Joe alerted me to my error with a dismayed “Fuck! What the fuck happened to the briefs?!” Sensing my embarrassment, he quickly explained the proper procedure so I could un-fuck what I had done.

That small disaster burst the bubble of concentration and gave me the chance to pop my head up and look around. I found myself amid a fairly jolly group of foreigners on the editing desk, and I’m sure the neediness that was so apparent in my attempts at striking up a conversation helped disarm them. The editors comprised Virgil, a very gay, pencil-thin Canadian; Bob, a second Canuck, good-natured and hockey-and-beer-loving; Marco, a foul-mouthed Filipino; Betty, a sprightly, giggly Filipina; and Paul, a stoic Brit. Later, a friendly Indian woman named Mona and an overly talkative Canadian named Chris also joined the staff (many of my coworkers are still kicking around the industry, so I’ve changed their names here).

After plowing through more edits, Virgil told me I was doing a good job and asked, with a studied insouciance, if I was also gay. Blushing and stammering ensued. Ah, the native forthrightness of the press! I said no, and thus began my relationship with my first newsroom mentor.

I missed the dinner order that first night at work and had to eat hot dogs and candy from 7-Eleven. I’m not much of a worker if I don’t get my three squares, so this wasn’t an ideal situation. Later, I would come to understand that when the cleaning lady shouted khao—literally “rice”—I was to give her my food order. She would then call it in to the cafeteria downstairs and go pick it up for us as we raced toward our deadlines.

My first several weeks I ate nothing but fried rice and the distressingly small candy bars from 7-Eleven

The cleaning lady couldn’t speak English and I knew nothing about Thai food, so I was stuck for my first several weeks eating nothing but fried rice and the distressingly small versions of favorite American candy bars from 7-Eleven. Later, I moved on to Penang curry, which came in a big plastic bag that I dumped on top of my rice, oil and all. Eating an entire serving of oily curry rather than picking out the nutritious bits had a most unpleasant effect on my digestive system. The cleaning lady would occasionally take the opportunity to see that my meals had inhuman amounts of chili on them, knowing that I felt honor-bound to refute Thai stereotypes about foreigners not being able to tolerate spicy food. I suffered dearly for my posturing.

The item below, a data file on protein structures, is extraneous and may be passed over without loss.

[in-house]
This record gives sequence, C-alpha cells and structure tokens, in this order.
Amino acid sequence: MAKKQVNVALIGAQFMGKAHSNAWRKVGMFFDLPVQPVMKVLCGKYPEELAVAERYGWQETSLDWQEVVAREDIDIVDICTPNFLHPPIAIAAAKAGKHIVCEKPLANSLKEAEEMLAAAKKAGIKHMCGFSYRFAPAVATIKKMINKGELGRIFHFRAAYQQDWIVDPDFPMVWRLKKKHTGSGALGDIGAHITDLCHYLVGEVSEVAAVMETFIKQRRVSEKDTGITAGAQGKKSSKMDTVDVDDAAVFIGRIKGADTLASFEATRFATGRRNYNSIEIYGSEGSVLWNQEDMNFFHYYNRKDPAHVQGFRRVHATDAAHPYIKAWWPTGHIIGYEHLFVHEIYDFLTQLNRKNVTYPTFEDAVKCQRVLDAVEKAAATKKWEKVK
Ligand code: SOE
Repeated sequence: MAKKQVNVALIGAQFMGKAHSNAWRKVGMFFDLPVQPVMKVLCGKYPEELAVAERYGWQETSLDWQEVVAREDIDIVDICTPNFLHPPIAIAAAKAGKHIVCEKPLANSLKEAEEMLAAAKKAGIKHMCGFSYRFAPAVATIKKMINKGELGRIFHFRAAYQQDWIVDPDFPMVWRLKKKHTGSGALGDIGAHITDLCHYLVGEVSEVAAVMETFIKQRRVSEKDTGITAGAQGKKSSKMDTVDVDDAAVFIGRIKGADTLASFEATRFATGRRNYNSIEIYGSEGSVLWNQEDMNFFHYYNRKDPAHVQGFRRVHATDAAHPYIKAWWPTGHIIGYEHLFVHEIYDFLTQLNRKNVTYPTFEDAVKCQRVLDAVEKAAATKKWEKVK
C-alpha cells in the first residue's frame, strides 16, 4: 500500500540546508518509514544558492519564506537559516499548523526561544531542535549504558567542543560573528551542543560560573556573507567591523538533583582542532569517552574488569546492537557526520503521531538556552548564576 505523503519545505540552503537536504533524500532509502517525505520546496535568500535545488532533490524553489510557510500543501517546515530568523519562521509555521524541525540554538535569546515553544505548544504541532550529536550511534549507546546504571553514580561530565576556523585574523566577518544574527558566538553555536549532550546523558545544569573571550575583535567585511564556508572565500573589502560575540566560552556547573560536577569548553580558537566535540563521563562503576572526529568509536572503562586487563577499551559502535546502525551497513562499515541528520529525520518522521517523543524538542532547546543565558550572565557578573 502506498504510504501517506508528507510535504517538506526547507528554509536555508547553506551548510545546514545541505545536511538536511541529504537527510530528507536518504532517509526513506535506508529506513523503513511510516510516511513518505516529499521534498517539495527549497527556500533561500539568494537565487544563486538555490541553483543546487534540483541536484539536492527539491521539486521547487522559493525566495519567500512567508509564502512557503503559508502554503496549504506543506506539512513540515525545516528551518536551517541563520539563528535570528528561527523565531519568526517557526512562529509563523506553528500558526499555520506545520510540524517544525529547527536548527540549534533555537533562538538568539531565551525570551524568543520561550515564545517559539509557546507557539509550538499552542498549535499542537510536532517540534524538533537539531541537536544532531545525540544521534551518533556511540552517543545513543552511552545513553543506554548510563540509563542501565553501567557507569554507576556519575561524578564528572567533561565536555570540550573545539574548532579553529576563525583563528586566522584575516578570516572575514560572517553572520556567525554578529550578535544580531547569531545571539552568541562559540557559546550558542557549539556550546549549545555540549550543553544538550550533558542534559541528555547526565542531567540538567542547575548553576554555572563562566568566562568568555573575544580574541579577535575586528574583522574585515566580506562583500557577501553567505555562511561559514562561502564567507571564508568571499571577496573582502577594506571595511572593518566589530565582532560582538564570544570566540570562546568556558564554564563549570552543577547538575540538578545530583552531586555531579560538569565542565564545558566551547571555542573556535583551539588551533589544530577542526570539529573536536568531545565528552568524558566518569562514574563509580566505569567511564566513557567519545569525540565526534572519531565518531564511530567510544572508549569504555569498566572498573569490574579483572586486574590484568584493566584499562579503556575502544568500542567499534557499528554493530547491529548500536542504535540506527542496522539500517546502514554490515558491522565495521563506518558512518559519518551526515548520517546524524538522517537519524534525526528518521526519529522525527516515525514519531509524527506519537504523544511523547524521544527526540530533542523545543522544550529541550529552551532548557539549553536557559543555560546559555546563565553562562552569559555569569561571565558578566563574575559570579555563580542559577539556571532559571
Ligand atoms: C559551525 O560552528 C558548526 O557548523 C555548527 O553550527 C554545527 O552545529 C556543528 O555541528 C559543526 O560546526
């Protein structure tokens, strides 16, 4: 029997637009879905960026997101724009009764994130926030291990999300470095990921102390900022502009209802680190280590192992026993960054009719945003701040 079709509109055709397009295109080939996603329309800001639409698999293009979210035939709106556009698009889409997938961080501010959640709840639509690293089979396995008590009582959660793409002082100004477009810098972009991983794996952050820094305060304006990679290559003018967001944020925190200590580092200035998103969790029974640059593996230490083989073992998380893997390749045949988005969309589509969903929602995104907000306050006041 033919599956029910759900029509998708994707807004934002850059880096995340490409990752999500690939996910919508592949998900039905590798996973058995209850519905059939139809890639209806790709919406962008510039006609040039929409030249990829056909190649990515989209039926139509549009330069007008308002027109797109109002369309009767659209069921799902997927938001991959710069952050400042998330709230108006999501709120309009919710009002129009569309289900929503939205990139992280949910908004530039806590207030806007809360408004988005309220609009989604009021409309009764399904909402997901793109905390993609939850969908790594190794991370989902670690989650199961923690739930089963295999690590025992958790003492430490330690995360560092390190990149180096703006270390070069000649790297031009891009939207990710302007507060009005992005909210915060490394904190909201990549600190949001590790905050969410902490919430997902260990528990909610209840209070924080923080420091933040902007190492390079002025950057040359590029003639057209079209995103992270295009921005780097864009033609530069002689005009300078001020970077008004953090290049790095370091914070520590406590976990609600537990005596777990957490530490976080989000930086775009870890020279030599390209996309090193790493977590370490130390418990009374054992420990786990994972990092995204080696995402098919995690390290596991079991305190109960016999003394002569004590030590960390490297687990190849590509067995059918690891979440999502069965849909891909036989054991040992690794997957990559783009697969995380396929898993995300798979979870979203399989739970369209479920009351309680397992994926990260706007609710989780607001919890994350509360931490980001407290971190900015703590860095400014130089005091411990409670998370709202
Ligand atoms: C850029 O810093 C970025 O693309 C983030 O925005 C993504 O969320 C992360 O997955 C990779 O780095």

A typically scintillating story of mine from the business desk. Photo by: Jeremy Hartley.

The work system at the paper was not the most efficient, but it took me a while to figure out why. Much of the copy in the newspaper was plucked from the various newswires: AFP, AP, Reuters. The sub-editors (known as ‘subs’) tackled this stuff first, silently and passive-aggressively competing for the right to handle the non-business copy appearing on the world and regional news pages. They would do this by taking strategic smoke and 7-Eleven breaks just as the stories for the business pages—the ones that everyone loathed—appeared in the queue. A well-timed absence meant the difference between taking on a potentially confusing story about the bond market or a fun story about crime or war.

The copy produced by our own intrepid reporters, which was infinitely more difficult to edit, came in later and consumed most of our time. The paper had reporters stationed at all of the relevant government ministries and usually dispatched people to the major press conferences for company news. The reporters wrote their copy in Thai and e-mailed it in to the chief of the translating/rewriting desk, who dished it out for translation to his small staff of translators. Once that was done, the story was passed over to the subbing desk.